Innovative and penetrative captions | Sunday Observer
Book review:

Innovative and penetrative captions

20 November, 2022
Title: Vara Malak
Author: Nadeesha Nilmini Eriyawa
Genre: Poetry
Publisher: Godage Brothers

With 55 poems in the Sinhala collection titled Vara Malak (Godage, 2022), Nadeesha Nilmini Eriyawa enters the modern Sinhala poetic scene. To her credit, she has obtained a diploma in communication studies from the Sri Lanka Press Council. She hails from a remote village, Kiriporuwa, in the province of Sabaragamuwa and as a result, her poems emanate a certain degree of so far untouched themes by quite a number of contemporary poets.

On reading her poems, I felt that certain themes encircle human experiences of poetic persona who seemed to be sandwiched between the rural and the urban cultural conflicts. One example is the poem titled Diyaniyata Liyamanak (a letter to the daughter) where a poetic experience of maternal love is expressed by a rural mother to a daughter who lives in an urban cultural set-up.

The mother is suggestive of living in an abode meant for the elderly (mahalu madama). Her letter is reminiscent of a stream of thoughts that run over at least 25 years. The loneliness and the need to express are depicted in a form that captures a certain degree of a painful feeling in the mind of the reader.

Poetic persona

The poem titled Manastapaya (mental grief) is a series of thoughts that spring up in a person, as the day gradually turns into evening darkness. It is a panoramic visualisation of the phases of life of a person who realises that he or she gradually surpasses the turning points in the span of life. The poem titled Kavi Pesa (a bag full of poems) is a sequence of a dream that visualises a collection of poems left in a bag that opens itself for exposure, and is scattered hither and thither.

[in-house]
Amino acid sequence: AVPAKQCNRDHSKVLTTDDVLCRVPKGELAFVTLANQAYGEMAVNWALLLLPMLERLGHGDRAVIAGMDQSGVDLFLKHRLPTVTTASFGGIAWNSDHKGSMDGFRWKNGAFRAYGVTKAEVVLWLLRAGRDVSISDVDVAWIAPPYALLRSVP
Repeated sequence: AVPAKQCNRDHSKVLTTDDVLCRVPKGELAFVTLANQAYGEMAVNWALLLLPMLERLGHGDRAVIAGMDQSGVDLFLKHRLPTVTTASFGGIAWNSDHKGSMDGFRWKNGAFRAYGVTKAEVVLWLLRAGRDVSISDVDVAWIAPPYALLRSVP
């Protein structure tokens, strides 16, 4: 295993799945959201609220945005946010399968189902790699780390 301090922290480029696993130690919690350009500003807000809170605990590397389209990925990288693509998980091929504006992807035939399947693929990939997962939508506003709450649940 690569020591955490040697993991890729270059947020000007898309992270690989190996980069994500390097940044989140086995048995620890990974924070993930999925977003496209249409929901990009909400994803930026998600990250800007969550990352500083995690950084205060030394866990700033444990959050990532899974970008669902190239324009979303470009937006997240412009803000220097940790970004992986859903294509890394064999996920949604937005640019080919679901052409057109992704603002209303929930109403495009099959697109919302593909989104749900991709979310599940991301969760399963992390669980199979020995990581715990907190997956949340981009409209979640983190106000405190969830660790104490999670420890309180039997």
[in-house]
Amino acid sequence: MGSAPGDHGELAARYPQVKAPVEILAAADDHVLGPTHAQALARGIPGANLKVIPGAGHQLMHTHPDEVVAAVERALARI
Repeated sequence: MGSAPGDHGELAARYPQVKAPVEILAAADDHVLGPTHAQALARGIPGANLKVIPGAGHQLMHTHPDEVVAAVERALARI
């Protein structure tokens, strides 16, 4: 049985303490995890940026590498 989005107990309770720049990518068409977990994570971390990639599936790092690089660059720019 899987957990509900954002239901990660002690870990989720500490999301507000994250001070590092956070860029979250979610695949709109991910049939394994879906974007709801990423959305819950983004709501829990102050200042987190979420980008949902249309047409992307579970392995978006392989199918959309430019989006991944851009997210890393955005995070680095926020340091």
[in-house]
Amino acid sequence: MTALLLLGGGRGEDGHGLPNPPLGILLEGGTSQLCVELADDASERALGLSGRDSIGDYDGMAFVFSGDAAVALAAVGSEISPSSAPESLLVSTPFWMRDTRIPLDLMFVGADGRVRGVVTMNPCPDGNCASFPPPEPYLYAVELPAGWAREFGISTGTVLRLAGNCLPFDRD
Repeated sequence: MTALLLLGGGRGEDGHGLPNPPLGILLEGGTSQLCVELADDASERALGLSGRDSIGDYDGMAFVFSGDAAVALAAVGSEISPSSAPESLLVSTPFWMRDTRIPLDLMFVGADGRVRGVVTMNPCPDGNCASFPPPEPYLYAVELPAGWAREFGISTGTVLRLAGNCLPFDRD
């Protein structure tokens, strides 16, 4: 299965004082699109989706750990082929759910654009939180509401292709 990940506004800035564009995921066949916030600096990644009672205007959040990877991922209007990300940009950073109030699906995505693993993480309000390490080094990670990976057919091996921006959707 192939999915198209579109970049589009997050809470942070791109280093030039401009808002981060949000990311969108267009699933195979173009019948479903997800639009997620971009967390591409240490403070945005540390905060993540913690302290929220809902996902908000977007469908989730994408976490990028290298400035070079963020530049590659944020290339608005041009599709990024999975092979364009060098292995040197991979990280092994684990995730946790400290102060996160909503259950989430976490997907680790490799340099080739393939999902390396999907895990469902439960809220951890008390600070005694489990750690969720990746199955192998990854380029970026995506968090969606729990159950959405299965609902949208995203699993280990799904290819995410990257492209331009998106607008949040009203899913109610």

A discerning reader may have insights into the mind of a creative poet packed with a prolific force of expression.

The recurrent theme of poverty and the spirit of living is innovatively expressed in the poem lifted as Ennata (injection).

The persona in the poem is a youngster who finds several difficulties in his orderly exposure to modern sorts of studies via technology, mainly owing to the conditions and levels of poverty.

But the inner urge of necessity to overcome is seen as the only measure, felt as a compulsive injection. A recurrent theme of the poetess Nadeesha Nilmini is the inner urge of a person as a necessary living force that could be deemed a hero psychologically.

Oriental characteristics

In this direction, the best example is the poem titled Virusita (heroic mind) where the narrator is an incapacitated person who attempts to overcome physical disabilities through the inner strength of the mind.

Quite a number of poems encircle the nuances in the rural family patterns that tend to change.

The title poem given to the collection of poems Vara Malak, I felt, is quite symbolic of the present-day anticipation of the age-old oriental teaching methods.

To feel the pulse of the creativity of the poetess, I render the original in the following lines as follows:

Having seen a vara flower
Floating in the sky
Stretching the hands to it
A murmuring voice sounded
You are like that flower.

Being sensitive to those words
Imprinted in the mind
Like a glistening lotus path
The guardian star uplifted
Step by step to the upper
levels of the sky
Paving the way for the
flower to bloom
Like unto earth found head
positioned to wear a crown step by step the floating flower
Got the chance to ascend high.

As observed by many scholars, poetry is what is lost in the process of translation.

But it is an essential need for the understanding of cross-cultural insights. Perhaps, the collection of Sinhala poems expresses the need. That is my humble feeling.